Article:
As they began to demonstrate the abilities of their horses I quickly noticed their very unique riding style, it was like nothing I had seen before. Leaning way back, the reins of the horse were loose and they controlled the horse’s movements with only their legs. Although an awkward looking position it was quickly shown to be very effective. Its effectiveness became even more evident in their next demonstration, part of the Chilean Rodeo. With a steer in the ring, the two Huasos, one riding alongside the steer the other with its horse galloping sideways along the other side, attempted to make it stop. It was explained that points were given on where the chest of the horse running sideways pushed into the steer and made it stop. It was also explained that the scoring system was extremely difficult to understand to those who did not know the rodeo well.
We had seen our lunch cooking during our earlier arrival. Grilling slowly for hours over an open fire were four well-prepared Patagonian lambs awaiting our taste buds. The time had come. As we arrived at lunch, the estancia’s staff greeted us with wonderful baked empanadas a glass of Pisco Sour while the lamb, potatoes and salad were being finalized.
As the lunch bell rang (figuratively speaking) the rush was on. Judging by the smiles I could see on everyone’s faces as I walked around, the lamb was as good as I was hoping it would be. Grabbing a plate myself, I joined the team and dug in. It was some of the most tender, juicy and delicious lamb I had ever eaten. I was already trying to decide how I could build the same style of cooking pit on my family’s farm at home!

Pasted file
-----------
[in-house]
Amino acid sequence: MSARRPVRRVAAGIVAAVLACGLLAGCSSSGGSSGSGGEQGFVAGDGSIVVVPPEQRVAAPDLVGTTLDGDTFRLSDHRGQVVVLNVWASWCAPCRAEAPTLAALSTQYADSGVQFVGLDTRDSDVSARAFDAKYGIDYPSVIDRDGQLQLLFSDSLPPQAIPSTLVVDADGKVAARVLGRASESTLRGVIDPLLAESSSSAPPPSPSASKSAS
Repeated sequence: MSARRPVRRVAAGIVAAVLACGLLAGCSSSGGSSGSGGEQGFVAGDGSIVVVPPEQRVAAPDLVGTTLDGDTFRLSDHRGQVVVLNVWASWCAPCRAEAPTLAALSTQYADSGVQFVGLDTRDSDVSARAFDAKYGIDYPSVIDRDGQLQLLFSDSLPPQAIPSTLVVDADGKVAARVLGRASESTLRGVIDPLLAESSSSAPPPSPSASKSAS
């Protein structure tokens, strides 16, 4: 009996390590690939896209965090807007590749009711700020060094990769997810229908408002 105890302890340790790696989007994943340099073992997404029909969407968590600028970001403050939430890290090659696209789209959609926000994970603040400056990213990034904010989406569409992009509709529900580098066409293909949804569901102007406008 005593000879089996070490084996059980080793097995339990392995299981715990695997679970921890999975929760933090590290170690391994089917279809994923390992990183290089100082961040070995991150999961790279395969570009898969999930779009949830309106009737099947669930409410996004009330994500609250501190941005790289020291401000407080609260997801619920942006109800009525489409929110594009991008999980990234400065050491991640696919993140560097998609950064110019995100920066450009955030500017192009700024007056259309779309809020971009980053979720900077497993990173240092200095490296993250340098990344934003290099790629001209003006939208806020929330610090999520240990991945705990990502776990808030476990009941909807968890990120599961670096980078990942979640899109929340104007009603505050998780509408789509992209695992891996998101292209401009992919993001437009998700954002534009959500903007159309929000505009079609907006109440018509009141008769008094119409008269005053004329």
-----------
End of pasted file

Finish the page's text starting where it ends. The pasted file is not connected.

Back on the buses we had a two-minute ride out the lane and across the road to a small area where the Andean Condor happens to nest. They were everywhere! With an average three-meter wingspan, these giant scavengers of the Andes are a sight to be seen, and we weren’t let down. From an initial count I would guess there to be in the range of 40 to 50 pairs resting along the edge of the cliffs in the distance while 15 to 20 soared in the Patagonian winds above us.
Boarding the buses once again we settled in for our return to Punta Arenas and the awaiting Silver Explorer. While most chose to sleep away the time, others gazed out the windows of the bus and took in the wild Patagonian pampas one last time.
With a great distance between us and our destination for tomorrow, Captain Adam and the crew were ready for departure from Punta Arenas as we arrived. As the last of us entered, the gangway began to be dismantled and the lines prepared to be brought in. Before I knew it the Silver Explorer was off of the pier and Punta Arenas was behind us.
Sailing away I headed to the Bridge to spend some time on the lookout. Peale’s Dolphins can often be seen in this area. Although I was unable to spot any, many Chilean skuas, southern giant petrels and cormorants circled the ship.
Gathering in The Theatre at 1700, we all joined our Historian, Christian Walter, for his talk entitled ‘Magellan and the First Circumnavigation of the World’. Christian is a not-to-be-missed lecturer. Today he took us on a ride through the endeavors of this Portuguese captain who worked for the Spanish crown, his voyage around the world (the first of its kind) and what it all meant. In the end he left us all with a desire for more.
As the sun set on another spectacular day, we settled down to our dinners as excited conversation of the day’s events and speculation of the days to come filled the air. The most common of the comments went something like: ‘Can it really get any better?’ We’ll just have to wait and see…